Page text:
Will the excitement never cease?
My grand task yesterday, in amongst other papery Stage-Managery toilings, was to replace my stopwatch. A most critical tool on tour to keep a show in check. Nothing says 'yawn' like a scene that's a minute longer than it should be.
My first time stage managing at the university I bought a lovely stopwatch that's meant for lifeguards timing laps. Not only does it sport a jaunty yellow nylon necklace, it has a number of charming features to include silent button-pushing, easy-to-use set features and best of all, it lights up ala Timex's indiglo. And if I ever happen to be working underwater, it's good up to 50 meters. The watch served me well for years until it finally quit last year on the tour of The Trip to Bountiful. I knew it was coming, because the little beeps on each stop and start got longer and more mournful - the pitiful sound of a dying electronic.
I suffered through a brief period of mourning before buying a new stopwatch which - while it was slick, black, and came with a whistle - couldn't match my old one. It also began acting up this fall, beeping every hour on the hour (I still haven't figured out how to stop it) as well as sounding an alarm every day at 4:27pm. I still don't know how the alarm got set, nor how to turn it off. You can understand my eagerness to replace it. There is no place in a stage manager's life for a rebellious stopwatch.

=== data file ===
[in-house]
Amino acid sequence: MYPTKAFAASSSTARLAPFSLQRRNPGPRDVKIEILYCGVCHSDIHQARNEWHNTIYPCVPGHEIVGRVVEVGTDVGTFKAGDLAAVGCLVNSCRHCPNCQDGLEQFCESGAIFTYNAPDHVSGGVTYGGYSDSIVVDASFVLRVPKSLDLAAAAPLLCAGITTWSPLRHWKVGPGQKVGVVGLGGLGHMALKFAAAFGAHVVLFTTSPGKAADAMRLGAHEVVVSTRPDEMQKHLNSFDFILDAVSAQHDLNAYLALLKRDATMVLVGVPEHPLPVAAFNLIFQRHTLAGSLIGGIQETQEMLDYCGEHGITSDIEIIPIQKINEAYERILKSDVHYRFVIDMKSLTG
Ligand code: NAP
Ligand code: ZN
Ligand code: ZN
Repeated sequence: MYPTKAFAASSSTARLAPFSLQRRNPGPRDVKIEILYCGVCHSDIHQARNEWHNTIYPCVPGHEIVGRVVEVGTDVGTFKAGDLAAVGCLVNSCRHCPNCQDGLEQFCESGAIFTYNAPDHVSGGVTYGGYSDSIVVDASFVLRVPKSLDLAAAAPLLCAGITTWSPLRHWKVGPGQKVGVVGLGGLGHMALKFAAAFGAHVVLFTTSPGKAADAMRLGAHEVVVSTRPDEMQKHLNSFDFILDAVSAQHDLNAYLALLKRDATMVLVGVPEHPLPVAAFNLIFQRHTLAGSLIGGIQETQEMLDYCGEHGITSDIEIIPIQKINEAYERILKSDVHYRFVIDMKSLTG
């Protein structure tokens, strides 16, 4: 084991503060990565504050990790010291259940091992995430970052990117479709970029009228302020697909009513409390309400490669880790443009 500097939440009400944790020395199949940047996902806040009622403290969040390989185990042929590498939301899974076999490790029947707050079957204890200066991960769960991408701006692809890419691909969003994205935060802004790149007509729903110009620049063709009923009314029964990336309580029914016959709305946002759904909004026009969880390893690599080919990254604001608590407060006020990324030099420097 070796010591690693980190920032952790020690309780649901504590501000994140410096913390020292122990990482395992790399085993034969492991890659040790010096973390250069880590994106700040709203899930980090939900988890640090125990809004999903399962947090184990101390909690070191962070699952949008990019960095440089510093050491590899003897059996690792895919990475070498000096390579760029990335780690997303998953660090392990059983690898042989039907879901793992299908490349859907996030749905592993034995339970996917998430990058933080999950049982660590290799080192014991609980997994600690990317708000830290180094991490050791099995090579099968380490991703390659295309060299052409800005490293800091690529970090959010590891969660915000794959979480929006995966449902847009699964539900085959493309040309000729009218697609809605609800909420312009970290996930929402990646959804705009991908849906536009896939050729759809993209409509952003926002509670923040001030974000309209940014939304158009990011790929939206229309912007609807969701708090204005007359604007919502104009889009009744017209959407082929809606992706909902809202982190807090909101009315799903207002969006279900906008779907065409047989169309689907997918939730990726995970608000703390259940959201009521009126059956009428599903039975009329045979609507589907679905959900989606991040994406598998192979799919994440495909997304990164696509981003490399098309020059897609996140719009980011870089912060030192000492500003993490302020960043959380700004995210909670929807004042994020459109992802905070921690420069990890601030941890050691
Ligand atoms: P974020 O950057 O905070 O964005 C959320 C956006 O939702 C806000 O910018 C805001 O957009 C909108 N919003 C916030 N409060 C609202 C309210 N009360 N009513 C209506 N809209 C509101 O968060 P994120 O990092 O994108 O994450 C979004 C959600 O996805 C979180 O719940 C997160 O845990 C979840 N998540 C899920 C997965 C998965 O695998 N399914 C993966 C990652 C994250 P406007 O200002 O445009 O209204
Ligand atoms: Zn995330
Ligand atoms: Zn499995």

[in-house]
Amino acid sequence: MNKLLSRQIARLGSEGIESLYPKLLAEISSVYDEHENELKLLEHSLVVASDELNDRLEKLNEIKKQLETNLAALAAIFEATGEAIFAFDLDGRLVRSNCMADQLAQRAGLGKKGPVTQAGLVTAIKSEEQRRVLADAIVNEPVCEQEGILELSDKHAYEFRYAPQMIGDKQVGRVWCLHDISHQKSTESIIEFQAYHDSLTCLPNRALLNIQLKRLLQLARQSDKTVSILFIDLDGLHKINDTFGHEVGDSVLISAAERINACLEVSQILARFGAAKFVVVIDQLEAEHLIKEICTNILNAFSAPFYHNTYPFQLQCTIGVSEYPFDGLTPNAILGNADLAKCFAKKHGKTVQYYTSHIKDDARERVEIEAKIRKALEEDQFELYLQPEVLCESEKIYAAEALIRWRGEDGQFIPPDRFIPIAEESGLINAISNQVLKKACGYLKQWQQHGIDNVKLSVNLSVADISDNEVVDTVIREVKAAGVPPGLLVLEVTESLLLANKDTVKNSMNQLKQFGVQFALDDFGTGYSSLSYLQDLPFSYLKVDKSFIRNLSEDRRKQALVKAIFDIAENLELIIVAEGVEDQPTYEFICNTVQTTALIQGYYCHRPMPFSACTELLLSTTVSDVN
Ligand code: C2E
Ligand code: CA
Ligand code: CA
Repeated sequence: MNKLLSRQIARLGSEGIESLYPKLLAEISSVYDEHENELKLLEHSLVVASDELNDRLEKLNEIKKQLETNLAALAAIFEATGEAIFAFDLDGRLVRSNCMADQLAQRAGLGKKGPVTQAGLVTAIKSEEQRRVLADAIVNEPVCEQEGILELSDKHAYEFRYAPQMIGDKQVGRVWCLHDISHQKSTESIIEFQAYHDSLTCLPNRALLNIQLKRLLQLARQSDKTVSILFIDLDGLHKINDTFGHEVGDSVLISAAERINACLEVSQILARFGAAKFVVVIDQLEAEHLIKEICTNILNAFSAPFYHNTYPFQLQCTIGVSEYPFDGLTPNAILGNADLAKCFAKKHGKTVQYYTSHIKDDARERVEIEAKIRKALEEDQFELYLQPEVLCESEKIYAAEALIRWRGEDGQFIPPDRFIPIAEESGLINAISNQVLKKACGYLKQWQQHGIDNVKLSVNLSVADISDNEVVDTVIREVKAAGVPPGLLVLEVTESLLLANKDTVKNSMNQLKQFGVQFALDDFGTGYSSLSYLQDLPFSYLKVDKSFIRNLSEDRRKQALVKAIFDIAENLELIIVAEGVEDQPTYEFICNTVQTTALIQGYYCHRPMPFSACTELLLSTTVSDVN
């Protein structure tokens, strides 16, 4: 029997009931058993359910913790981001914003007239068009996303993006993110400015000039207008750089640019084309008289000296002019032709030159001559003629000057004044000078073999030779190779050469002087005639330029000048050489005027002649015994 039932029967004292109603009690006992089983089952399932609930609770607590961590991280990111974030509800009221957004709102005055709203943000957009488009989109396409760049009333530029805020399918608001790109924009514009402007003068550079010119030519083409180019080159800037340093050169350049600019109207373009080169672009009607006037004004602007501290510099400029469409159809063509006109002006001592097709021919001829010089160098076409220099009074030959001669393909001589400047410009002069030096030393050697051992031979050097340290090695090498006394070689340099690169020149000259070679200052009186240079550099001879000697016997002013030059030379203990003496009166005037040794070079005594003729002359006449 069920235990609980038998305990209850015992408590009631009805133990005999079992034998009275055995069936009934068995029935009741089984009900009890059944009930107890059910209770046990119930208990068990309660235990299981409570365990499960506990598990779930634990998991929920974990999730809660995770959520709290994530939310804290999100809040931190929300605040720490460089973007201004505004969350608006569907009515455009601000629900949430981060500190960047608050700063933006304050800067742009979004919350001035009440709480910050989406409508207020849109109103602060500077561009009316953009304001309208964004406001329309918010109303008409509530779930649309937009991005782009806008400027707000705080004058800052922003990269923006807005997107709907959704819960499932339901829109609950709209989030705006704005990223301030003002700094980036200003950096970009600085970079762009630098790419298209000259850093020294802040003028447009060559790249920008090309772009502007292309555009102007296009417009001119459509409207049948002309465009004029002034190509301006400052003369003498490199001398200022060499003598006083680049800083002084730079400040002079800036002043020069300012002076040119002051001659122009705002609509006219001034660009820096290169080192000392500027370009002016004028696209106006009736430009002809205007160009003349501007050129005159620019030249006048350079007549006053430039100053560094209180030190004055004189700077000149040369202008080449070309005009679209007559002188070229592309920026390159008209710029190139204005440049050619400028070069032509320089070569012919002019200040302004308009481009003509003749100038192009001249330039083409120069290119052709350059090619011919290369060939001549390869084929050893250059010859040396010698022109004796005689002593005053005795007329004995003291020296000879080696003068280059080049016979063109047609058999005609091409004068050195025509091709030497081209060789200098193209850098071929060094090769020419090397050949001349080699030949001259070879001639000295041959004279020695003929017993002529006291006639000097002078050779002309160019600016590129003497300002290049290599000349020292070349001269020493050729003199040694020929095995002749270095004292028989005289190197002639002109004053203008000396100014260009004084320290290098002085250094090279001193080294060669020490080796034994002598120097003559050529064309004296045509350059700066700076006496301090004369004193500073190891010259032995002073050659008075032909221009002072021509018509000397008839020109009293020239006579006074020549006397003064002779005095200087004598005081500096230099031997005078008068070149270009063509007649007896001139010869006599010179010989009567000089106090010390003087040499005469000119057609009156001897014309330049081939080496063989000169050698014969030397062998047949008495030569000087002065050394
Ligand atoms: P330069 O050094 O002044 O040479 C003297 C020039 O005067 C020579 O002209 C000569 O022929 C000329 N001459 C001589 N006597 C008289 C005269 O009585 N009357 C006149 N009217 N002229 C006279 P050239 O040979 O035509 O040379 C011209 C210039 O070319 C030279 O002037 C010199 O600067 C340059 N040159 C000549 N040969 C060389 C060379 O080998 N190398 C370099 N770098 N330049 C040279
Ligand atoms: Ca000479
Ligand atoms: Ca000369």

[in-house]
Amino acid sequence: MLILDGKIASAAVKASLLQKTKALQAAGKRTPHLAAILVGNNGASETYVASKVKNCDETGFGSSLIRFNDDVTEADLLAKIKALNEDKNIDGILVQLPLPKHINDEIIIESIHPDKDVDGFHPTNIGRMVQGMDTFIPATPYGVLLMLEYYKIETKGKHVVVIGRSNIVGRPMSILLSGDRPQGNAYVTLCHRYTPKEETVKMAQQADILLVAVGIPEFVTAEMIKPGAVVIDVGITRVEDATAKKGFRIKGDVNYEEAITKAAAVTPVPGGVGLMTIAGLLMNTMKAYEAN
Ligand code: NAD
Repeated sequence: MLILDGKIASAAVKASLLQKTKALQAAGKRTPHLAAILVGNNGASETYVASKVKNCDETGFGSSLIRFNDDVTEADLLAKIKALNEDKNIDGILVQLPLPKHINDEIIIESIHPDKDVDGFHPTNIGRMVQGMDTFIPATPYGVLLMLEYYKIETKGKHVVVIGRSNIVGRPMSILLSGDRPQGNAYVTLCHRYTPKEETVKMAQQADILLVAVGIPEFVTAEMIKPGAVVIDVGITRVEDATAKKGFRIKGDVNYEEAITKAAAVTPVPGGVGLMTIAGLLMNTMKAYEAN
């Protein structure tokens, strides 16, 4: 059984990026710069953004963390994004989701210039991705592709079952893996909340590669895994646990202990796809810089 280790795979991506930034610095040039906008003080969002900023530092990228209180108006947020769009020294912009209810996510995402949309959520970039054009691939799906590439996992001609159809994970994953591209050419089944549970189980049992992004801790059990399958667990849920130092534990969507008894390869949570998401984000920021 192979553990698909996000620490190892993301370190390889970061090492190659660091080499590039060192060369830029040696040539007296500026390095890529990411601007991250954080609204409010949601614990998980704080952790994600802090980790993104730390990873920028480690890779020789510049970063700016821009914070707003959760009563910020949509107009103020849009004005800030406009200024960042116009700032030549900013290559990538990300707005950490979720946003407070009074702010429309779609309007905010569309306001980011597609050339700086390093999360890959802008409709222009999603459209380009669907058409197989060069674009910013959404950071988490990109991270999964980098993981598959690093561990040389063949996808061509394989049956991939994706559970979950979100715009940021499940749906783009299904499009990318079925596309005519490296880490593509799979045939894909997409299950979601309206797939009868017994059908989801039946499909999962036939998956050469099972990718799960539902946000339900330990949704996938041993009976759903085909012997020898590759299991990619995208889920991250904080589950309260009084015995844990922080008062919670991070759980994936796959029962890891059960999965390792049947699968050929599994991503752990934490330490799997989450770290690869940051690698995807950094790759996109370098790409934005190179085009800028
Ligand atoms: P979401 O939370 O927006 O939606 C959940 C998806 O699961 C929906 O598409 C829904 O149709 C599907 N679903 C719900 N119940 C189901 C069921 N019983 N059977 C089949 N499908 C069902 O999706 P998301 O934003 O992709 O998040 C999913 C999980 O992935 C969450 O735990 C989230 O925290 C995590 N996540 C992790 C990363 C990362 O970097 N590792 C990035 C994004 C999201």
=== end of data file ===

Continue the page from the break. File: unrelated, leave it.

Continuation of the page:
So I went back to Radio Shack on the quest for a battery for my old watch (yes, I carried its inert corpse around for months without finding time to replace the battery...) And, like a car that won't misbehave while the mechanic is listening, the watch suddenly began to function after six months of a blank, dead screen! It was a miracle and I have no doubt that it was inspired by the humming of its electronic brethren all around, the bright glow of flourescent lighting and the nimble hands of the Radio Shack employee. Perhaps a bit of the Christmas spirit, too. I didn't trust much to the miracle though and I bought an extra battery and an extra clone of said watch.
Sure enough, as soon as I got back to the office and tried to set the time on my old watch, the number display blinked and spun in confusion and the screen went dead again.
I observed a brief moment of silence, then threw the watch away and opened up the new one. Its beeps were perky and quick and the screen bright and eager to show me the exact time.
Back to work.